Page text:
|Travelling Australia - Journal 2010|
|HOME 2010 ENTRIES||PREVIOUS BACK NEXT|
|19 March 2010 - Deniliquin to Melbourne/Frankston|
We left Deniliquin on the Riverina Highway bound for Finley where we turned south on the Newell Highway towards the Victorian border. Soon after entering
Victoria we stopped at the Big Strawberry at Koonoomoo for morning tea which was substantial enough to be lunch as well. From the Big Strawberry we drove to the
intersection of the Newell Highway with the Murray Valley Highway then turned along the road directly to Benalla with the intention of joining the Hume Freeway
to get to Melbourne. This may not have been the shortest way to get to Melbourne but the freeway would provide the fastest trip.
As planned, we joined the Hume Freeway near Benalla and set off for Melbourne. Traffic on the freeway was light for a dual carriage way; weather was good for travelling. Near Seymour we passed the intersection with the Newell Highway and semi-trailers and B-doubles joined the traffic going to Melbourne.
By the time we were approaching the Melbourne Ring Road both lanes of the freeway were full of vehicles. Traffic on the Ring Road was moderately heavy and there was some slowing as traffic joined at an access point but then vehicles spread out and we were left behind at 85 kph. Traffic going the other way was not so lucky and both lanes barely moved for several kilometres.
Approaching West Gate Bridge the traffic was a bit congested but still moving. On the UHF radio we heard some reports of traffic incidents ahead of us, including a car on fire on the Monash Freeway beyond Melbourne, but there were too many simple-minded truckies blocking the channel with pointless sport comments, or abusing each other, for us to hear traffic information. We turned the radio off several times since it was useless; each time we turned it back on the stupidity had stopped but the pause was only temporary and the abuse resumed. Each time we travel on the northern and western approaches to Melbourne we find the UHF radio useless for finding out about traffic and road conditions because some users are busy abusing each other and blocking other transmissions.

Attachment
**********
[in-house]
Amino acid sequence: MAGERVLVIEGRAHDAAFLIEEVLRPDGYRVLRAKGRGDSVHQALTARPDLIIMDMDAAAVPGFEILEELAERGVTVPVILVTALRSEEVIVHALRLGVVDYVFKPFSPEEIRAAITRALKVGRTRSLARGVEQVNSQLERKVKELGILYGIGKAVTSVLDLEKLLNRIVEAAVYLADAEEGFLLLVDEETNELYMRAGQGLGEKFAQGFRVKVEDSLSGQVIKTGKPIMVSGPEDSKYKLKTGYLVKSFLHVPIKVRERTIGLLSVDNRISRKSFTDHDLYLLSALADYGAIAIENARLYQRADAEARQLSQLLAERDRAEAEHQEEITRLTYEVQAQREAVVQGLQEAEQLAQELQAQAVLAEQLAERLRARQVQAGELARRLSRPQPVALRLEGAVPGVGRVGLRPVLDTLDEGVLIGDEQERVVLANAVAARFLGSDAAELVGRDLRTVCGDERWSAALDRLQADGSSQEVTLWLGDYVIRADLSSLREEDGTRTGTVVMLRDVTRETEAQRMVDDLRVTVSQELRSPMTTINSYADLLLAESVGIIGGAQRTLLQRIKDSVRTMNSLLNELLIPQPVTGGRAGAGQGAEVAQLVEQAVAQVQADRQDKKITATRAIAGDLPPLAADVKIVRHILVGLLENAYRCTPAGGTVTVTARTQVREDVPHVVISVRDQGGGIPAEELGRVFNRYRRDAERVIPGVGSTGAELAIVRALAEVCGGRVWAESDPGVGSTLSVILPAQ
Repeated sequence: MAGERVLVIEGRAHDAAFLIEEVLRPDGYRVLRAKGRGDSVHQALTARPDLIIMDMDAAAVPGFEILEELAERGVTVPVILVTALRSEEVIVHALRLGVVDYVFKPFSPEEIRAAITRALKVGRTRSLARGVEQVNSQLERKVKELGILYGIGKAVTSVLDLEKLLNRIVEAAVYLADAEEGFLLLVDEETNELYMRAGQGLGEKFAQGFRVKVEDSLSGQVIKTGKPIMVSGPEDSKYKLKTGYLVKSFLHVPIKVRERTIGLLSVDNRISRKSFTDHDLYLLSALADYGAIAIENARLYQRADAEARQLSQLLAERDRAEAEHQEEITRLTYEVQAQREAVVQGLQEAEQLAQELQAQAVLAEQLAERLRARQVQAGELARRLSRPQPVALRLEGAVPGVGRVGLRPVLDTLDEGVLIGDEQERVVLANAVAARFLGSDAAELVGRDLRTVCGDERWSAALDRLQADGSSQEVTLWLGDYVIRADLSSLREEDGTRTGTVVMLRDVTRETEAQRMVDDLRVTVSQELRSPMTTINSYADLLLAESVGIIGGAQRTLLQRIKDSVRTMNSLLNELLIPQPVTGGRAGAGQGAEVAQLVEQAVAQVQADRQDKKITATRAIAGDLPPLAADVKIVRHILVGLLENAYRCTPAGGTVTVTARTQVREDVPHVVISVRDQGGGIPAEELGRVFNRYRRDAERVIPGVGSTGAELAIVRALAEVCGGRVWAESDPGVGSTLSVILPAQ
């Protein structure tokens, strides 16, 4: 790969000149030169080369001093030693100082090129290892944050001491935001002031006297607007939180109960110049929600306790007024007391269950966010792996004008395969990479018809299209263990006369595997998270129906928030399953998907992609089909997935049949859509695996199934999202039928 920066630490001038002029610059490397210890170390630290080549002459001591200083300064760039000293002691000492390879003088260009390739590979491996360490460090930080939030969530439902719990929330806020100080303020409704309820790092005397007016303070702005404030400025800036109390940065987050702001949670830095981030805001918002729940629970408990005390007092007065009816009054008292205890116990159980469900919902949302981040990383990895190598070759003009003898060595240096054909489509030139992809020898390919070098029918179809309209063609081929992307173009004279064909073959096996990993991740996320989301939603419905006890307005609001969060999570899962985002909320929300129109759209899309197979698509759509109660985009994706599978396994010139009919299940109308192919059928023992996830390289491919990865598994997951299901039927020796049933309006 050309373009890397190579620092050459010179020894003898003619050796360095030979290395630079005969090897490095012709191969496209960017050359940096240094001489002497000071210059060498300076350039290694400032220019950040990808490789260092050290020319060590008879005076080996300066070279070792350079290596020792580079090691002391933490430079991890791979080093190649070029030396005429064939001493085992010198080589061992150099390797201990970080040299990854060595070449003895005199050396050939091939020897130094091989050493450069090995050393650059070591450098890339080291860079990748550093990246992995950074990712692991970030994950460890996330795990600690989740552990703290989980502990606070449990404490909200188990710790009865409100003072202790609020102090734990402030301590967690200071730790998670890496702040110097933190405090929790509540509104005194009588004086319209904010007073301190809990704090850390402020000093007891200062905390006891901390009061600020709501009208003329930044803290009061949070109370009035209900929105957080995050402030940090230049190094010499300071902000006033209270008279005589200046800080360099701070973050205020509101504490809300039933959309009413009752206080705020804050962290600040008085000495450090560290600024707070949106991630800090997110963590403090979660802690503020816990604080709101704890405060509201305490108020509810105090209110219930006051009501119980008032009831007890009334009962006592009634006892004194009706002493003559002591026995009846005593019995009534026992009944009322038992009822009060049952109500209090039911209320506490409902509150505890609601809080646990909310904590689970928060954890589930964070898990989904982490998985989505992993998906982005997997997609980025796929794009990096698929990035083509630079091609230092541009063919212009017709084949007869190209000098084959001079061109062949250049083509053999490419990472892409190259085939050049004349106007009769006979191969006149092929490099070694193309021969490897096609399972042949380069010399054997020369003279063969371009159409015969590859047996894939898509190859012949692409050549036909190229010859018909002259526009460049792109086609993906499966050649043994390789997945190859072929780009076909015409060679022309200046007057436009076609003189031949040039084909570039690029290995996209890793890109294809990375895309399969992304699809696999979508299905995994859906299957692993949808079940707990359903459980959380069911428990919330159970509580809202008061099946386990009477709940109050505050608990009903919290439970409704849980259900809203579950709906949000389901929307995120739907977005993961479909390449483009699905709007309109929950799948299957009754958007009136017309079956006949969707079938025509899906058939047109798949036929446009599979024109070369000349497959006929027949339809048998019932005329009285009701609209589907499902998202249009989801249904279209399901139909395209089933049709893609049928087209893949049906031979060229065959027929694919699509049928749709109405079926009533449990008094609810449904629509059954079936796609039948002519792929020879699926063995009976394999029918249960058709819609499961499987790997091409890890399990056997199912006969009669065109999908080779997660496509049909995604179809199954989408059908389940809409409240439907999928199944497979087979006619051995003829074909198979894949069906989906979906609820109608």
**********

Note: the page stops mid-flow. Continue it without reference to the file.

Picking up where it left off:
Once we were clear of West Gate, with the UHF radio now off, we made slow but steady progress towards the Burnley Tunnel. Traffic was fairly heavy on this Friday afternoon and I had to be sure to keep the caravan in my lane while heavy trucks passing us filled adjacent lanes. In the Burnley Tunnel traffic moved fairly well, although the smell of exhaust gases in the air was unpleasant. Then we were on the Monash Freeway making good progress out towards Dandenong. I was aware that the left lane is a must exit lane at Warrigul Road so had moved over well before we reached that exit.
Before Dandenong we left the Monash Freeway moving onto Eastlink to go to Frankston. This was an easy leg with little traffic until the outskirts to Frankston. As we entered Frankston we encountered the first set of traffic lights since passing through Benalla several hours previously. But the Ring Road and Monash Freeway could not be described as a pleasant trip in Friday afternoon traffic.
During the drive through Melbourne we had used tollways which had to be paid for. Last night I had taken out a Melbourne Pass on City Link (cost $5.50 to set up) which lasted for 30 days and during which my number plate would be read each time we used a tollway and the charge debited against my credit card. Much easier (and comparison proved slightly cheaper) than buying passes for each day or trip on a tollway.
Arriving at the caravan park I checked in for five nights on the understanding we may have to extend when we had details of the funeral. We were allocated a site near ones we had used before and set up. We spent much of the evening, and part of next day, killing mosquitoes we had bought from Deniliquin with us; they stayed in hidden corners of the caravan for hours and we had to wait until they emerged before they could be swatted. I also cleaned the ceiling of the caravan which had been smeared with squashed mosquitoes at Deniliquin.